雪害の記録 2006 Apocalypse

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(USA)Sound theory from snow study

2005年03月06日 | 雪害の記録04-05
The white stuff actually does bring quiet ・mostly because it absorbs sound waves

Snow falls on Bard College freshman Julie Shore as she walks along a campus path in Red Hook, N.Y., last week.
PHILADELPHIA - Freshly fallen snow is really nature's white noise machine.

That's right. It really is quiet after a snowfall, and not just because everyone is hiding indoors.

Scientists have discovered that in the first hours after a snowfall, the flakes have a rare acoustic quality to absorb sound waves.

Sometimes it lasts for just a few hours ・as in a slushy snowfall. Other times, when it's covered by freezing rain, it heads to the opposite end of the acoustical spectrum and echoes like concrete.

Researchers worldwide, particularly where they get lots of winter weather, say they study the sound of snow in hopes of figuring out everything from avalanche triggers to noise insulation.

"After a fresh snowfall, it's very quiet and then once it's blown by wind and sunshine, it hardens and loses its effectiveness," said Gilles Daigle, who researches sound acoustics for Canada's National Research Council, a governmental research agency in Ottawa.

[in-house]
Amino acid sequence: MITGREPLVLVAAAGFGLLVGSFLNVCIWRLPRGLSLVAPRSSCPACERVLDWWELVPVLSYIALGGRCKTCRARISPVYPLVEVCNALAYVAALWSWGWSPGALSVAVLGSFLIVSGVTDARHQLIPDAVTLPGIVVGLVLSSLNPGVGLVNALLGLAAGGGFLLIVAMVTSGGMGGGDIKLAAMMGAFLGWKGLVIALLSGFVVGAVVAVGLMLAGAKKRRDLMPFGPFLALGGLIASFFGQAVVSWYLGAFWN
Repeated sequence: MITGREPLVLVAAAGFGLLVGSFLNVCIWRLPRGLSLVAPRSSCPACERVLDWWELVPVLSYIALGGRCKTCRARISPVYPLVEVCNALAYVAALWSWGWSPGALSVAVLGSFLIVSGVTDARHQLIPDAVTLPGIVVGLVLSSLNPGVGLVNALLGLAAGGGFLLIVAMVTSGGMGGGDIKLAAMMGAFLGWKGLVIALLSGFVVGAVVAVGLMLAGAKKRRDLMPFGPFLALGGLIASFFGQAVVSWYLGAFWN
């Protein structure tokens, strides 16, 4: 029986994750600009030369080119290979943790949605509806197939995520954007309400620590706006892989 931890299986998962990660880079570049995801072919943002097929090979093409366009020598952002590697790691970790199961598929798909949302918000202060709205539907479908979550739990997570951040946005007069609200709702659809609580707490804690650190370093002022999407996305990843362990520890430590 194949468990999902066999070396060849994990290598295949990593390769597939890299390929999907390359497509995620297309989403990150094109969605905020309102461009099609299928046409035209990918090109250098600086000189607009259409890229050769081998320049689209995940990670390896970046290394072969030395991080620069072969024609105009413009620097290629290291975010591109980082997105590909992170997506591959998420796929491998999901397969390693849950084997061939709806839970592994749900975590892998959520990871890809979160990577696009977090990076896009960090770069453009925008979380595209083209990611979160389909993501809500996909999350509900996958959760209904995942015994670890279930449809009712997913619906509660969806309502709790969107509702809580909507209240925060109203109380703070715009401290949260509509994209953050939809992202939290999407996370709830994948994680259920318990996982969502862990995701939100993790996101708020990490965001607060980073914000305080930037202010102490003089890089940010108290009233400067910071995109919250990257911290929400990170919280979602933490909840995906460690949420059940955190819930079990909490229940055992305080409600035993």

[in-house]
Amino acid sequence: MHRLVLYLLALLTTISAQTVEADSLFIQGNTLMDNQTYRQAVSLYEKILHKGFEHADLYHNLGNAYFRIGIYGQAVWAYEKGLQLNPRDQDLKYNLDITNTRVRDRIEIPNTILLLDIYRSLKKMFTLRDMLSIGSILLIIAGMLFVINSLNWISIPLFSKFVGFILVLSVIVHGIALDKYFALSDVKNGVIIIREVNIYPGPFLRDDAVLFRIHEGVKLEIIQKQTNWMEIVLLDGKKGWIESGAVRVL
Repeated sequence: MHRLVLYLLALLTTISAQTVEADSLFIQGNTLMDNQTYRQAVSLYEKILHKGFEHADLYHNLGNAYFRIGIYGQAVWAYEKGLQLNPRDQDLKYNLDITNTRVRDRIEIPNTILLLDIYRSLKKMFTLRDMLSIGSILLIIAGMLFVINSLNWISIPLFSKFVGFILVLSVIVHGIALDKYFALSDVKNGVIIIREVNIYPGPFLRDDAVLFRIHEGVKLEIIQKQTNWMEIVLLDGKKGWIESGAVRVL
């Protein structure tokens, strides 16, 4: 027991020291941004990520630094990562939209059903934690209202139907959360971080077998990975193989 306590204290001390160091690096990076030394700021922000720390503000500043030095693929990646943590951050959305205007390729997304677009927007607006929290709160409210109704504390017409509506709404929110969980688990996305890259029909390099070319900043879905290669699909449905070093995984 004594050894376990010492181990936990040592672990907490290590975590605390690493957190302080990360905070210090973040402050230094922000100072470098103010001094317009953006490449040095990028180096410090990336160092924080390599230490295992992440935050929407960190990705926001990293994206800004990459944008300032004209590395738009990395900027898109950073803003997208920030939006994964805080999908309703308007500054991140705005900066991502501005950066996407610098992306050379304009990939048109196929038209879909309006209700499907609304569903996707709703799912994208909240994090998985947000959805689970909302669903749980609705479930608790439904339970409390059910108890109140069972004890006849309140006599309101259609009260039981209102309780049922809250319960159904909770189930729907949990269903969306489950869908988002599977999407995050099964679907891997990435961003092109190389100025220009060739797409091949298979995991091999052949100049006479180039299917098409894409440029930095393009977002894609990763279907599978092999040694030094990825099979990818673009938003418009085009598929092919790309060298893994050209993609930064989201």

"It's a quality of life issue here," he said, adding that he started studying snow acoustics in the 1970s, as part of an effort to reduce noise pollution.

"We take into account where we should construct the roads and what kind of zoning to allow around it ・it's all about land use planning."

The reason snow works so well as a sound insulator is because all the crystals are shaped differently. So when they fall on each other, they stack like differently shaped blocks, leaving lots of air between the flakes. The air works like the holes in a sponge, trapping sound waves and dampening vibrations.

"The grains themselves aren't very spherical, so when it first falls, it's very fluffy," said Douglas Durian, who studies the physics of granular materials at the University of Pennsylvania in Philadelphia. "It's the fragility of the packing that gives rise to the tremendous ability to dampen vibration."

All of which is more easily done with fallen snow. Falling snow, however, is much harder to study. Snowflakes themselves are tiny hard crystals and may actually scatter sound more than absorb it. But they don't stay still and are unpredictable, say scientists.

It may seem like the study of snow acoustics may be silly, when it just lasts for a day or so. But to Jerome Johnson, it was a matter of saving lives.

Johnson works for the U.S. Army Corps of Engineers Cold Region Research and Engineering Lab in Fairbanks, Alaska. A few years ago, he studied snow acoustics for Washington state.

"The goal was to develop ways to trigger avalanches artificially as a safety mechanism without using traditional means, such as artillery rounds," he said.

Now he studies snow structure and strength as a way to help figure out how to get vehicles to drive more easily through soft snow.

HoustonChronicle
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